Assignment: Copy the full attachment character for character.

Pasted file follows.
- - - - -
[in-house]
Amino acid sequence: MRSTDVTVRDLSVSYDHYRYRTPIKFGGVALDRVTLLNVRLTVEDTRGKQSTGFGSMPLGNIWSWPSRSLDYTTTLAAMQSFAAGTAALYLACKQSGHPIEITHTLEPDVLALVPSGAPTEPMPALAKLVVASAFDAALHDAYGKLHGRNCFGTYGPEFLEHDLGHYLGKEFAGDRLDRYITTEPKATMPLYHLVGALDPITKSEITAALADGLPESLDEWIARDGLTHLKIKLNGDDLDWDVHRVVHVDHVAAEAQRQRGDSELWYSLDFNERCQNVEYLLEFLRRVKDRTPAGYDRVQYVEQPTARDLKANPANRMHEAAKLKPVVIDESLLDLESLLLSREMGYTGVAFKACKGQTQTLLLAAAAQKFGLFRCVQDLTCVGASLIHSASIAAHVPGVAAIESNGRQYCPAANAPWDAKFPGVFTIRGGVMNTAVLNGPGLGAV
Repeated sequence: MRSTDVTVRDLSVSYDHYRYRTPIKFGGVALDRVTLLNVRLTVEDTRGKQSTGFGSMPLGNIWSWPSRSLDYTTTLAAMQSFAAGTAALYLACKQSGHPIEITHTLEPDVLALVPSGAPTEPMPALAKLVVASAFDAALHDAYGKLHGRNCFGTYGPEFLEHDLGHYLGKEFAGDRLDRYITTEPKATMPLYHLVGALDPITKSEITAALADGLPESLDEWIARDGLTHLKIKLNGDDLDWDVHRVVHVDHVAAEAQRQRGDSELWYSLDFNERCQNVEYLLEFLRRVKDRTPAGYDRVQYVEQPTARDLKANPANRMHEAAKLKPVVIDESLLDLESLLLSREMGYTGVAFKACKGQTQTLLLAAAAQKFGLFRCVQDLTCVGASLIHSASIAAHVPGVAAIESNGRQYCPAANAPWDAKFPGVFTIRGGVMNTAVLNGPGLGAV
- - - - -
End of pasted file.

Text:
[in-house]
Amino acid sequence: MRSTDVTVRDLSVSYDHYRYRTPIKFGGVALDRVTLLNVRLTVEDTRGKQSTGFGSMPLGNIWSWPSRSLDYTTTLAAMQSFAAGTAALYLACKQSGHPIEITHTLEPDVLALVPSGAPTEPMPALAKLVVASAFDAALHDAYGKLHGRNCFGTYGPEFLEHDLGHYLGKEFAGDRLDRYITTEPKATMPLYHLVGALDPITKSEITAALADGLPESLDEWIARDGLTHLKIKLNGDDLDWDVHRVVHVDHVAAEAQRQRGDSELWYSLDFNERCQNVEYLLEFLRRVKDRTPAGYDRVQYVEQPTARDLKANPANRMHEAAKLKPVVIDESLLDLESLLLSREMGYTGVAFKACKGQTQTLLLAAAAQKFGLFRCVQDLTCVGASLIHSASIAAHVPGVAAIESNGRQYCPAANAPWDAKFPGVFTIRGGVMNTAVLNGPGLGAV
Repeated sequence: MRSTDVTVRDLSVSYDHYRYRTPIKFGGVALDRVTLLNVRLTVEDTRGKQSTGFGSMPLGNIWSWPSRSLDYTTTLAAMQSFAAGTAALYLACKQSGHPIEITHTLEPDVLALVPSGAPTEPMPALAKLVVASAFDAALHDAYGKLHGRNCFGTYGPEFLEHDLGHYLGKEFAGDRLDRYITTEPKATMPLYHLVGALDPITKSEITAALADGLPESLDEWIARDGLTHLKIKLNGDDLDWDVHRVVHVDHVAAEAQRQRGDSELWYSLDFNERCQNVEYLLEFLRRVKDRTPAGYDRVQYVEQPTARDLKANPANRMHEAAKLKPVVIDESLLDLESLLLSREMGYTGVAFKACKGQTQTLLLAAAAQKFGLFRCVQDLTCVGASLIHSASIAAHVPGVAAIESNGRQYCPAANAPWDAKFPGVFTIRGGVMNTAVLNGPGLGAV